Book of the Day: Journalist like Billy Wilder – Books – Book a Day

– Billy Wilder – Special Entry (this ship – PP.270 – €20.00 – translation by Alberto Pesotta).
“This morning, the 34 sexiest legs in the world came down from a cup of espresso from Berlin… One of the last ones that came down was a lady of a certain age, elegant tall, with an old-fashioned hat pulled over his head, a glass-cap in his right hand and waving With his left hand, conductor movements.” Reading this Arrival at Vienna Station for Tiller Girls, described by twenty-year-old Billy Wilder, it is natural to think of the female orchestra’s train in Some Like It Hot, the film to be shot in America more than twenty years later, in 1959 .
And that’s just a little way to read these fashion articles, now republished on the twentieth anniversary of the author’s death, which occurred on March 27, 2002. They were written by young Jew Samuel Benn Berlin and Vienna between the wars. Wilder, born in Socha, near Krakow in 1906, immigrated to the United States in 1934 to escape racial laws, where he would become Billy, while his family would end up in Auschwitz.
Of course, the symbols are not directly related, but it is a matter of understanding and rediscovering the spirit that will be the soul of his works and will make him one of the great fathers of great cinematic comedies, for which he signed more than twenty films awarded with six Oscars, in addition, quotes, ranging from “Viale del Tramonto” to “When the Wife is on Vacation”, from “Sabrina” to “Irma la dolce”, from “Apartment” to “Front Page”, not to mention collaborations in dozens of film shows.
Thus we note his ironic look, if not biting humor, in investigating the world and the reality around him and above all the different personalities of people with their weaknesses. All of this sometimes puts itself to the test, as when in the 1927 long piece at the opening of the group, curated by Noah Eisenberg, he recounts his experience as a paid dancer in an elegant hotel in Berlin. The director immediately clarifies that he is not there to enjoy, but to dance, which is hot and tiring: “I dance with young and old; With dwarves and giraffes. With the beautiful and the less attractive; with sylphs and those who go to slimming herbal teas; With those who send a waiter to call me and taste a peppy tango with their eyes closed; With gorgeous mono-clad wives whose husbands can’t move a step, with awkward countrymen on a trip to the capital… It’s not an easy way to win a loaf, especially if you’re sentimental with a tender heart’.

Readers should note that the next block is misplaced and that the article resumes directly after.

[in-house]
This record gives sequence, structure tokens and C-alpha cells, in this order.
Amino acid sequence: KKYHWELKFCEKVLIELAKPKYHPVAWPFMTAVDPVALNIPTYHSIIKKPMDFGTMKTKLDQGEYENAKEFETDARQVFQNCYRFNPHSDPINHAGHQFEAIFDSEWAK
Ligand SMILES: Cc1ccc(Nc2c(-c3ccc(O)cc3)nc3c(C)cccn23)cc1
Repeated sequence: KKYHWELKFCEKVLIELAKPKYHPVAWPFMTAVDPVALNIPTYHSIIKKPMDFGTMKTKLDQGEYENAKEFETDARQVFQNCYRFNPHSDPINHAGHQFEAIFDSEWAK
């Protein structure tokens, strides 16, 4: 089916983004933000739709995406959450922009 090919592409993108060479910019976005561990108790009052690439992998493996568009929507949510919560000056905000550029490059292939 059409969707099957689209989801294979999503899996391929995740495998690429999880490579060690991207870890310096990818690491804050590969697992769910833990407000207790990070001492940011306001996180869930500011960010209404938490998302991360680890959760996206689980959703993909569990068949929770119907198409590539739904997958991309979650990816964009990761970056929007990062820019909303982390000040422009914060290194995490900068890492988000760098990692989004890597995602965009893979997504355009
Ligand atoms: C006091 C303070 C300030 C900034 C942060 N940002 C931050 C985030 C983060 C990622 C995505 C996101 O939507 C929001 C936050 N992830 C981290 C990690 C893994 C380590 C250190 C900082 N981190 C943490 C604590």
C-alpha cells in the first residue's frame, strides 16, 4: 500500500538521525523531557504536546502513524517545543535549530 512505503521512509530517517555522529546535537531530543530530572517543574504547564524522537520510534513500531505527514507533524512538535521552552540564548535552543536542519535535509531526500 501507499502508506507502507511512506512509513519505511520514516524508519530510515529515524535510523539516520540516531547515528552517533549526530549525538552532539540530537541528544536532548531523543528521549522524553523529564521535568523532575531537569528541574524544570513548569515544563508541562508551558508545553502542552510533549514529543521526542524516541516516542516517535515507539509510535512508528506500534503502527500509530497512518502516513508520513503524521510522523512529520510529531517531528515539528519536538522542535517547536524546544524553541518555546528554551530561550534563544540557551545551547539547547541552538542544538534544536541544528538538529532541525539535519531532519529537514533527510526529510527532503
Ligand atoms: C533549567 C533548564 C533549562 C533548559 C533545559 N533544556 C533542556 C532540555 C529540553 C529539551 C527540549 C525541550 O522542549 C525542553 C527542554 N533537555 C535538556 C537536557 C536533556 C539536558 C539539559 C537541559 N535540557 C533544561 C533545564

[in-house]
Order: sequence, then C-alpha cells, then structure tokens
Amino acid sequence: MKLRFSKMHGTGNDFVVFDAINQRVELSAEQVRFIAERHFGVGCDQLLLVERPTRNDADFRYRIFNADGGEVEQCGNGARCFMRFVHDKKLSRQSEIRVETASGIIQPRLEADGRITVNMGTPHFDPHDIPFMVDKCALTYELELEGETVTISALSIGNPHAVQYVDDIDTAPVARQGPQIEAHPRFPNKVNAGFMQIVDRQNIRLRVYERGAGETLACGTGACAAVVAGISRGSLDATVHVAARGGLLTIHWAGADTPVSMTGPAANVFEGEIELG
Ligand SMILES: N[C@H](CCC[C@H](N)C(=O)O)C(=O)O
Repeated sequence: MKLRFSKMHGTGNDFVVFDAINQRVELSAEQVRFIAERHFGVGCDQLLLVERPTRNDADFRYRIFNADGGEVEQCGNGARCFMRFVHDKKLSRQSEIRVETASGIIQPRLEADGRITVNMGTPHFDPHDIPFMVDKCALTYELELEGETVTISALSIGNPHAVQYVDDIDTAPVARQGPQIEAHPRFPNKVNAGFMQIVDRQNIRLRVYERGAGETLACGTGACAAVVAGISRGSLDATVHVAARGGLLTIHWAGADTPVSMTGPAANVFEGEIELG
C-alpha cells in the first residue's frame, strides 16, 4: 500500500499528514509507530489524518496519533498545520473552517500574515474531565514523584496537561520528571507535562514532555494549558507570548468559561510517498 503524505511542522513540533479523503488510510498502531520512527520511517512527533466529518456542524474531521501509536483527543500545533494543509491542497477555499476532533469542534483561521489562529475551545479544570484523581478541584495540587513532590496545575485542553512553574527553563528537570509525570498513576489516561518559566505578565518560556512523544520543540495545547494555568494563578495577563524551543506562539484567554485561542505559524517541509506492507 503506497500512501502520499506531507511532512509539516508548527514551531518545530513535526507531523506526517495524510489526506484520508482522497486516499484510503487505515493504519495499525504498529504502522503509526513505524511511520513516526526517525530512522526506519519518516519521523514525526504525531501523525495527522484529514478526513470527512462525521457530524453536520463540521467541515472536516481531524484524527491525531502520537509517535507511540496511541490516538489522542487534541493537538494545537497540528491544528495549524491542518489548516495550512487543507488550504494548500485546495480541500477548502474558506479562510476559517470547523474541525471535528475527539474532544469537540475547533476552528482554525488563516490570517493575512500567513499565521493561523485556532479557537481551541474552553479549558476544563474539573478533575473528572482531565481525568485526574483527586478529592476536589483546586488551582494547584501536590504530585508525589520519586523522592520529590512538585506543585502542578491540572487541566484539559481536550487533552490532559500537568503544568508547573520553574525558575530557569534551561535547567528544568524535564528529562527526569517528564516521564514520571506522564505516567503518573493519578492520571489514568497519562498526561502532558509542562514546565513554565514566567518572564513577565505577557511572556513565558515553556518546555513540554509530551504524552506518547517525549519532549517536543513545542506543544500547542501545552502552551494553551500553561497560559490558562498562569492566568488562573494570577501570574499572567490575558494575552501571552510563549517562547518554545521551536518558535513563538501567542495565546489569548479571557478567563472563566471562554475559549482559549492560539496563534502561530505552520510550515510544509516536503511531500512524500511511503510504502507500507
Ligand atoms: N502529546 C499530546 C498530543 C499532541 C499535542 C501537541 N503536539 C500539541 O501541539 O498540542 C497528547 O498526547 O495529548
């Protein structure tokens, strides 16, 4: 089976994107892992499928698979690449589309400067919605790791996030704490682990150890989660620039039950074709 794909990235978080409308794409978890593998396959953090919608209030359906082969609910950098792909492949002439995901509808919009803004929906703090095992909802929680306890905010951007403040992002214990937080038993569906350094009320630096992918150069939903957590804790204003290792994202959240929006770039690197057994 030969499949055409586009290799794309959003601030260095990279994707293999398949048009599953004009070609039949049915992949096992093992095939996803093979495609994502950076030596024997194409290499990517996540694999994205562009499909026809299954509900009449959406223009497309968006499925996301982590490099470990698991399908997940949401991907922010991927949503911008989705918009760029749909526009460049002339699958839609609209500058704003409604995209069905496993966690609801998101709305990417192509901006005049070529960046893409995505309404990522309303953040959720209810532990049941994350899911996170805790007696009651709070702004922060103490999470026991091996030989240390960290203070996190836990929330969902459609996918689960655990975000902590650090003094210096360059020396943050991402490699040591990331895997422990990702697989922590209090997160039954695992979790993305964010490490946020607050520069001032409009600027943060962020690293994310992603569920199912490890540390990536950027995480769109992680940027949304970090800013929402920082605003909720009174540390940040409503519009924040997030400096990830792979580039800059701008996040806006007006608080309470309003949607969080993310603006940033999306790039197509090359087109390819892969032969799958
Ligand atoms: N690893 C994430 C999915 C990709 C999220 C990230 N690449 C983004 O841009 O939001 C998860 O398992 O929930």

A student in Vienna, who has a passion for table games, boxing and cinema, says Isenberg, and in order not to study law, as his father would like, he begins to work as a journalist, and thanks to his resourcefulness (`I had great impudence, I was too sure of myself and had a talent for exaggeration’ ’), and was able to enter the beautiful world and deal with and interview wonderful people. Here you can read his encounters with Asta Nielsen, the world-famous actress, or the billionaire Cornelius Vanderbilt, and many others who have taken an interest in the world of cinema from Lubitsch to von Stroheim, also noting the way that Chaplin would not have created Charlotte himself, but stole from “Billy Hurriedal, boy obscure English. Next comes Paul Whiteman, the famous conductor of the great jazz orchestra who took him with him to Berlin, where Wilder found more freedom than he had in Vienna and prepared for the longed-for relocation to the United States.
The final part of this collection of articles, beginning with a hilarious phrase ‘What It Takes to Make a Film’, with examples of Japanese or Spanish films, includes a series of reviews and news related to theater and very short films, such as a story about Marlene Dietrich being shot in An airport on the “Ship of Lost Men” on a plane famous for setting a flight record of 75 hours. It is the period before he was able to cross an ocean, during which, thanks also to his friendship with Whitman, he began as a screenwriter to collaborate with some of the directors, including Robert Siodmak and Fred Zinman. It’s the beginning of that career as a screenwriter that continued in America, achieved great success and in 1939 received her first Academy Award nomination for the film Ninotchka, played by Greta Garbo. (handle).


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